Transparency and traceability, personalization, and food with texture are among the five key trends set to impact the global food and drink market in 2018, according to a new report from market research firm Mintel.
Mintel says food and drink capable of appealing to multiple senses provides consumers with an escape from the routine and stress of everyday life, and texture is following colour as the latest engagement tool. The sound, feel and satisfaction that texture provides is destined to become important to companies and consumers alike.
Mintel says companies can either emphasize the texture of existing products, such as an ad for Ritz in South Korea that demonstrated the noises made by opening and eating the product, or incorporated into products – such as the limited-edition Fireworks Oreo cookie introduced in the U.S. that featured popping candy inside the cream-filled centre.
Some companies are already developing solutions that could one day replace farms and factories with scientifically engineered ingredients and finished products.
While laboratory-grown meat and animal-free dairy are some way away from becoming widespread, companies including General Mills, Cargill and Unilever are all working to accelerate development.
A U.S. company called Memphis Meats has already created lab-grown meatballs and cultured chicken and duck prototypes grown from stem cells, and is working toward a 2021 launch.
Another company, Impossible Foods, claims its plant-based burger requires 95% less land, 74% less water and creates 87% less greenhouse emissions than the existing meat supply chain.
Growing consumer distrust in regulatory systems and manufacturers, combined with a pre-existing wariness created by food scandals and recalls, has led to increased interest in the origins of food and drink products.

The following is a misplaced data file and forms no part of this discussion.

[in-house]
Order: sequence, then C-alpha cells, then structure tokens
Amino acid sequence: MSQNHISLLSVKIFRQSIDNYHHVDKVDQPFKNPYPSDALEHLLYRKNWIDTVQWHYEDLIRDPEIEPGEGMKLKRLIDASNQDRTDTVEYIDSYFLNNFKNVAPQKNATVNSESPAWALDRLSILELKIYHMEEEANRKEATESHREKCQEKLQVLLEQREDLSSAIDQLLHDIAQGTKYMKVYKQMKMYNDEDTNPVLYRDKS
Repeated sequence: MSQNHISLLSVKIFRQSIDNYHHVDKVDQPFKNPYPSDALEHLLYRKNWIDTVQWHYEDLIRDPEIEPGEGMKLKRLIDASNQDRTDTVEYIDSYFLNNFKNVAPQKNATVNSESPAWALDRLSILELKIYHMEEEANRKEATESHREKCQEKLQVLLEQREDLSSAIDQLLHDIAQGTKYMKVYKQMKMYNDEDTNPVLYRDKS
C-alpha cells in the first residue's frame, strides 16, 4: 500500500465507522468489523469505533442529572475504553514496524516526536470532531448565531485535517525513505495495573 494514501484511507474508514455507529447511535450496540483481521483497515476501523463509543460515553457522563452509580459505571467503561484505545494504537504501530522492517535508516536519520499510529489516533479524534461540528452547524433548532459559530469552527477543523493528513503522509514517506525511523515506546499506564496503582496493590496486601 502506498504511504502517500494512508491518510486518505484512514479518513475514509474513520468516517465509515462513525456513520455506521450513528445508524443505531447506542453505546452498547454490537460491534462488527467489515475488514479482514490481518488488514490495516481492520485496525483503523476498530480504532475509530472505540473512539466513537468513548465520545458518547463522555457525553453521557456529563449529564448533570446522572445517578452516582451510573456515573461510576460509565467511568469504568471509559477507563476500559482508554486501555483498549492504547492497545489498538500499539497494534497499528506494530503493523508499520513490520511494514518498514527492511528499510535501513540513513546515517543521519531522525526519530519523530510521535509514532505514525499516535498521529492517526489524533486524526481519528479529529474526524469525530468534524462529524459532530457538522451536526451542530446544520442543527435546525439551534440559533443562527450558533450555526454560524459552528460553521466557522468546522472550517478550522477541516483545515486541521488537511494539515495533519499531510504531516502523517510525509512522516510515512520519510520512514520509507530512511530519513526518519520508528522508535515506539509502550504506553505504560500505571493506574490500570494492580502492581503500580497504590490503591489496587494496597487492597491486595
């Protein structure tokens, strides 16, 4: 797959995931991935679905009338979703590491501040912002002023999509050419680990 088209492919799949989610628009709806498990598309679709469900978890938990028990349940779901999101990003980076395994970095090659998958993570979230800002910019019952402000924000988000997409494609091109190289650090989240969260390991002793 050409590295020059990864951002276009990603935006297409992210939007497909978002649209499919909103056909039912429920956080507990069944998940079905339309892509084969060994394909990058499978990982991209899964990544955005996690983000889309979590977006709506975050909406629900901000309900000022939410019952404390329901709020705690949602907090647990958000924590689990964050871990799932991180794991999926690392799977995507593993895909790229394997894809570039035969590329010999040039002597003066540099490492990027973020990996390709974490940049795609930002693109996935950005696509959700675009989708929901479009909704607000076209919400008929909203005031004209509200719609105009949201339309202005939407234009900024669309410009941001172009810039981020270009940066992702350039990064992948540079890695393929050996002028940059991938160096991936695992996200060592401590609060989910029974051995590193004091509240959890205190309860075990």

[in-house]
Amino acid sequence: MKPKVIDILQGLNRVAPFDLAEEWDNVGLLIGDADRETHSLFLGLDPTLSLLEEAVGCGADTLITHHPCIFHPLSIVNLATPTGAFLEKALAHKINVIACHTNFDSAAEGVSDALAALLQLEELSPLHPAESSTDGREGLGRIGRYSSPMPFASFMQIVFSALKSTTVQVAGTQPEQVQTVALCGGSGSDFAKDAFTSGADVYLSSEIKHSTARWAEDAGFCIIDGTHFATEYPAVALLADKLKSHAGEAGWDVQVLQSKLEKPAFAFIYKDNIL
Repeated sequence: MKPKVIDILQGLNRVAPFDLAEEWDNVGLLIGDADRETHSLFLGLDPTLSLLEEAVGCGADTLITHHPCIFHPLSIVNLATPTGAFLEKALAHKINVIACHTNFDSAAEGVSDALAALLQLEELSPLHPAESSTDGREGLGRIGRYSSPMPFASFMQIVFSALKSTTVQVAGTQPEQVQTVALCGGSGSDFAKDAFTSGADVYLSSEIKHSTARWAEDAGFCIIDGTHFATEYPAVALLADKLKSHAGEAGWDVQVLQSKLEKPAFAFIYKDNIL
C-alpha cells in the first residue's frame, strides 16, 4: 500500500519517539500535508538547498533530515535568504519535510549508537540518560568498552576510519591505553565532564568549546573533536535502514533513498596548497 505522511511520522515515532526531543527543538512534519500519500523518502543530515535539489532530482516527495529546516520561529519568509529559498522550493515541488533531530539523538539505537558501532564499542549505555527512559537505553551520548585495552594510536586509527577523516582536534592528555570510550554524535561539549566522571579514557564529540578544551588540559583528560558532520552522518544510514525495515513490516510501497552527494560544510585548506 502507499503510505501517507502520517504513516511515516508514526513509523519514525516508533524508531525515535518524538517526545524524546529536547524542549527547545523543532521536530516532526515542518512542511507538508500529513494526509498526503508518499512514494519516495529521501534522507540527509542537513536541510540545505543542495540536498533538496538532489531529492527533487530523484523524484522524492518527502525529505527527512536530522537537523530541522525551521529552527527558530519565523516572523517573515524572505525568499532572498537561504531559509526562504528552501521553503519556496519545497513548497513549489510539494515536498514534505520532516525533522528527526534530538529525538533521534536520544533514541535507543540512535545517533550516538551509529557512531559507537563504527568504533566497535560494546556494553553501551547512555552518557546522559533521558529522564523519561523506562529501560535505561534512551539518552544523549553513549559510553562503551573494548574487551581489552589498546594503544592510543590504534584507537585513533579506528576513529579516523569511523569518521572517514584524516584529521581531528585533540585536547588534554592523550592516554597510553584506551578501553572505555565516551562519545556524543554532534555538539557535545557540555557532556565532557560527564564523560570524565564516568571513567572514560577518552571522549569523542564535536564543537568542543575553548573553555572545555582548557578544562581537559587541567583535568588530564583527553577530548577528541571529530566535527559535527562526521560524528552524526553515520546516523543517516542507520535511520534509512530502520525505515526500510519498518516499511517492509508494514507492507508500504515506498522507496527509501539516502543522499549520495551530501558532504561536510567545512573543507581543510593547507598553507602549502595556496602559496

Mintel’s Global New Products Database found 29% of global food and drink launches from September 2016 to August 2017 featured a natural product claim, up from 17% a decade earlier.
Only 20% of Canadians say they trust the health claims on food and beverage packaging.
The hectic pace of modern life, constant connectivity and contentiousness is leading consumers to pursue “self-care,” and they are increasingly writing their own definition of healthy based on the occasion or need state.
Two-thirds of Canadians who eat sweet baked goods, for example, agree it’s acceptable to indulge occasionally, while 41% of snacking consumers in the U.K. agree unhealthy snacks high in sugar or salt are fine as part of a balanced diet.
The report says we’re at the beginning of a “new era of personalization” created by the expansion of online and mobile shopping.
The report says there are opportunities for companies to tempt consumers by creating products and suggesting combinations of goods that make shopping more efficient and affordable.